Rating: 2 out of 5.

Untitled Horror Movie feels like a bargain-bin version of 2014’s Unfriended. Set exclusively over a series of video chats, we chart a group of friends—all involved in a cheesy medieval television show—as they create the bones of a new film project. It’s all experimental at first. Inspired by ditzy narcissistic blonde Chrissy (Katherine McNamara) and her strange necklace-pendulum, their little-film-that-could morphs into a possession flick. They finally settle on a tone for the movie: Kip (13 Reason Why’s hot bully, this time with a mustache everybody mocks, Timothy Granaderos) self-describes it as “The Craft meets Poltergeist.” Messing with the pendulum appears to accidentally awaken something sinister that begins targeting each of the group one by one. It is all very meta and silly, which I guess is basically the point.

Like many of the releases in late 2020 and early 2021, Untitled Horror Movie feels exclusively a product of the 2020 coronavirus pandemic. I don’t know that it would even exist without the confines of the situation in the world. For some movies I’ve watched, the restrictions have forced creators to think outside the box. There just isn’t anything new here. Every character is a stereotype: Kelly (Claire Holt of The Originals) is a cocky actress with delusions of grandeur; Declan (Luke Baines, who also co-wrote the screenplay) is a trashy addict who gets dropped by his agent early on; Alex (Emmy Raver-Lampman) is the grounded voice of reason; and Max (Darren Barnet) is the well-read, overachieving mama’s boy. There is nothing to any of these characters—they are just all vapid Hollywood caricatures.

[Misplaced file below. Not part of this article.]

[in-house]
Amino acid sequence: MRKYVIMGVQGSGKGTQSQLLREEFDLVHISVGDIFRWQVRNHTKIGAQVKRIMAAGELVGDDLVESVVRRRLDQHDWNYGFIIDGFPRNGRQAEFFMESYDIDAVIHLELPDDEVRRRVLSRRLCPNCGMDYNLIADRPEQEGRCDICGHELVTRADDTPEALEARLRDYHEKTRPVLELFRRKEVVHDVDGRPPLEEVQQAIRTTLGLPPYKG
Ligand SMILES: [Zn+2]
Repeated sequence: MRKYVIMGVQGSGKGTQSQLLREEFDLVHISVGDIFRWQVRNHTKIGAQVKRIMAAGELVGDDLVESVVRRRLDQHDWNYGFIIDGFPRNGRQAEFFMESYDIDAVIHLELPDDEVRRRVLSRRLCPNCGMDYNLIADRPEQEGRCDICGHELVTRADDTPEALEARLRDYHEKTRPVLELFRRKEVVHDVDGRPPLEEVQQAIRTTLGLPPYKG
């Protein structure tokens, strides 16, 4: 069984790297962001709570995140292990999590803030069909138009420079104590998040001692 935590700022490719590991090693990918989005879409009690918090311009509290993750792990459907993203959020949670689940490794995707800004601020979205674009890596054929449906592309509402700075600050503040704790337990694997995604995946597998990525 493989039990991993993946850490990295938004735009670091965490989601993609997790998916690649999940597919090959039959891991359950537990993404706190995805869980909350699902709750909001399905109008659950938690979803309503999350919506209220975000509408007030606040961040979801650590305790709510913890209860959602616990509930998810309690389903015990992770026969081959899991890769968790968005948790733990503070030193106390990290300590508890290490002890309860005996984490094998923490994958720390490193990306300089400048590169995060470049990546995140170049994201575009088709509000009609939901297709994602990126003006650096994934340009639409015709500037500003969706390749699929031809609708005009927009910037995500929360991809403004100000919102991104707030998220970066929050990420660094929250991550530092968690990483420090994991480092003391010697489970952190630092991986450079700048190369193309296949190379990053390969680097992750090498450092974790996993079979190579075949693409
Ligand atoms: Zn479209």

When it is most successful, UHM mocks the characters and their idiocy. Katherine McNamara really nails a vibe dead-on that I would have loved to see reflected in the movie itself. She uses “don’t go chasing waterfalls,” as a goodbye to the group call. Another hilarious line comes from Claire Holt as she whines that “I can’t die as an unemployed television actress!” The idea of the fiction meets reality angle brought American Horror Story: Roanoke to mind. Early scenes where the group spitballs ideas together for both the concept and the title itself are gleeful, reflective of the filmmaking process.

I should have seen the warning signs; Untitled Horror Movie shares a writer with the dreadful killer-Anubis film, 2014’s The Pyramid. The playful tone present early on seems to be trying very hard to emulate the vibe between characters like 2020’s surprisingly effective Host. The horror is the most disappointing element by far and never really goes anywhere. Only in the final moments does a glimmer of promise rear its head. 

It is just a copy of a copy of a copy. Everything this movie does has been done before and done better. The meta charm, chock-full of celebrity and movie references, can only take you so far before it begins to grow stale. Thankfully, the strength of that excellent ensemble cast means I was never bored for a second. I was excited to see how it would play out in the long run. It turns out the movie itself ends up reminscient of the real-life one they create in Untitled Horror Movie—hollow, silly and made up as it went along. The closing credits showed that the cast was at least having fun, so in the end, that’s really all that counts anyway.

Untitled Horror Movie makes its pitch via most video-on-demand services on Tuesday, June 15th.

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